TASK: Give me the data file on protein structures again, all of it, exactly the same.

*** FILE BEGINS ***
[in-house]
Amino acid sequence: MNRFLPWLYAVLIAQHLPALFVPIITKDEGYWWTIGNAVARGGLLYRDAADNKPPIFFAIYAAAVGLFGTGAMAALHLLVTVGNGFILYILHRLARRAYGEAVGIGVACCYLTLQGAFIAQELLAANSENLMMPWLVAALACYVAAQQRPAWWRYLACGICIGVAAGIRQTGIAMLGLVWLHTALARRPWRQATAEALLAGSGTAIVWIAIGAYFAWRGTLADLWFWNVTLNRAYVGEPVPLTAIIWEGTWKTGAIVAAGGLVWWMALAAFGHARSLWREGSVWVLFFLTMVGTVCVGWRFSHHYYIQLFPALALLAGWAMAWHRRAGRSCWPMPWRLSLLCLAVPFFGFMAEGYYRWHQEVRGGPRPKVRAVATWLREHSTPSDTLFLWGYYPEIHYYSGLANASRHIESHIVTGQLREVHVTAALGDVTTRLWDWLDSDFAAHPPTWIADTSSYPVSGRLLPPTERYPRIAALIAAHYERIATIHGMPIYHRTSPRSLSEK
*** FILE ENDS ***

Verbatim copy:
[in-house]
Amino acid sequence: MNRFLPWLYAVLIAQHLPALFVPIITKDEGYWWTIGNAVARGGLLYRDAADNKPPIFFAIYAAAVGLFGTGAMAALHLLVTVGNGFILYILHRLARRAYGEAVGIGVACCYLTLQGAFIAQELLAANSENLMMPWLVAALACYVAAQQRPAWWRYLACGICIGVAAGIRQTGIAMLGLVWLHTALARRPWRQATAEALLAGSGTAIVWIAIGAYFAWRGTLADLWFWNVTLNRAYVGEPVPLTAIIWEGTWKTGAIVAAGGLVWWMALAAFGHARSLWREGSVWVLFFLTMVGTVCVGWRFSHHYYIQLFPALALLAGWAMAWHRRAGRSCWPMPWRLSLLCLAVPFFGFMAEGYYRWHQEVRGGPRPKVRAVATWLREHSTPSDTLFLWGYYPEIHYYSGLANASRHIESHIVTGQLREVHVTAALGDVTTRLWDWLDSDFAAHPPTWIADTSSYPVSGRLLPPTERYPRIAALIAAHYERIATIHGMPIYHRTSPRSLSEK